Headlines certainly deserve scrutiny. It’s well-known that we don’t read most of the articles in our daily papers; we skim the headlines before being drawn to whatever draws our attention. The same habits apply on social media, where we scroll through our Facebook or Twitter feeds and click on whatever catches our fancy. An April,…
The Globe & Mail’s Patrick Martin has invented and falsified a wide variety of “facts” about the Israeli Prime Minister’s private thoughts, emotions and public positions on the election of Donald Trump, with no source or basis whatsoever.
The Times of London takes the comments of a minor Israeli government minister on the Trump election victory and creates a headline claiming a non-existent Israeli plan for a “settlement building spree.”
UPDATE The Evening Standard responded to HR reader complaints by revising the wording of its “Israel Occupation Forces” reference. The term’s not in the reporter’s voice anymore, but A) highlighting the term in the first place and B) not identifying the name of the Friends of Palestine Society spokesman who said it is still poor…
Whether or not she crossed the line of anti-Semitism herself, Rachel Smalley’s sleight-of-hand attempt to cloak her misleading accusations in the mantle of “legitimate criticism” is disingenuous.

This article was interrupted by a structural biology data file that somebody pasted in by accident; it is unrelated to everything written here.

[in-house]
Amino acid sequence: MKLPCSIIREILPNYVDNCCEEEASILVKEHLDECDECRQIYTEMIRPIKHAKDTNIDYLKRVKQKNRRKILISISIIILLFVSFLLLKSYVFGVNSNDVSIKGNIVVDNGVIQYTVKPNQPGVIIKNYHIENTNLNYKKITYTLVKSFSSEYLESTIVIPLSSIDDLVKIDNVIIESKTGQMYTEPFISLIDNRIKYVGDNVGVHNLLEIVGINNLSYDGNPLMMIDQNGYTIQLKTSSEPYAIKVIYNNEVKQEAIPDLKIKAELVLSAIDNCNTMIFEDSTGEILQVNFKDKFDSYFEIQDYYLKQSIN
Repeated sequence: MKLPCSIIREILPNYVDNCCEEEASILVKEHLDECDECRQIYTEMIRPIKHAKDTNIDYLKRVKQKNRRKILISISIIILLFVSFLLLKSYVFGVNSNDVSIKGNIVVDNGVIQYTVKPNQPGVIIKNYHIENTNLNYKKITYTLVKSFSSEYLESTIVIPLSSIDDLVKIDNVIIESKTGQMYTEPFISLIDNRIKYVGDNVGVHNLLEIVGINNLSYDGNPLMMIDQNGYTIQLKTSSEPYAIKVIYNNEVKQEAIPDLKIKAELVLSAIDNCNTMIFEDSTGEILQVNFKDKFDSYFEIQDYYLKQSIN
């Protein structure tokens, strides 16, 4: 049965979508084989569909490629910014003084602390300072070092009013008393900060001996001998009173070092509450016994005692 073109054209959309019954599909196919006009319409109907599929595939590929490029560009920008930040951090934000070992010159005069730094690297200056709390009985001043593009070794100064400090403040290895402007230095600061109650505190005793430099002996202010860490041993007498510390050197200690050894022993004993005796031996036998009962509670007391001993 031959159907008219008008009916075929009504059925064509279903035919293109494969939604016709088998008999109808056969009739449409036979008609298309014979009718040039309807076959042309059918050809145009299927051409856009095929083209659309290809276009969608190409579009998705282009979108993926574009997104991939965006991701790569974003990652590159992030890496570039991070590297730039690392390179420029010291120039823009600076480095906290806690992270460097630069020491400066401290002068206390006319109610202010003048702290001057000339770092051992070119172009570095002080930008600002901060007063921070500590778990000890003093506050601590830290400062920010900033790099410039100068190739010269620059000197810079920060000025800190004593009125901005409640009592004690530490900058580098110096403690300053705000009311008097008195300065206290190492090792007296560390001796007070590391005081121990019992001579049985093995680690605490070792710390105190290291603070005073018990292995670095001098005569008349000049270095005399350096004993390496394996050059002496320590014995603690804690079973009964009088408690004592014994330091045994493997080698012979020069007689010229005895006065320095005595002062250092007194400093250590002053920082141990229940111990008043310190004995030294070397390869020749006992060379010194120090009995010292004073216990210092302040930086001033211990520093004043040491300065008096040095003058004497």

The New York Times’s Diaa Hadid implies that there is something nefarious about Israeli security measures designed to limit their impact on the wider Palestinian population.
Media manipulation is one of the most unfortunate aspects of the Israeli-Palestinian conflict. We’ve seen papers blur the distinction between journalism and advocacy, fact-checking failures become fatal, photographers and Palestinians twist reality in mutually beneficial relationships, semantics become politicized and news executives cover up news to protect access. We’ve even seen journalists abuse readers who dared to disagree. None…
The results of a survey are interpreted by The Independent to claim that nearly half of Israeli Jews believe in “ethnic cleansing.”
Benjamin Netanyahu announces the building of security fences to keep out “beasts” that threaten Israel. The Guardian’s Peter Beaumont misrepresents who the “beasts” really are.
It is part of a larger wave of biased reporting that sees “The Return of Casualty Figures as a Moral Barometer.” In other words, the simple belief that the side with the greater number of casualties is necessarily the side with the greater moral claim.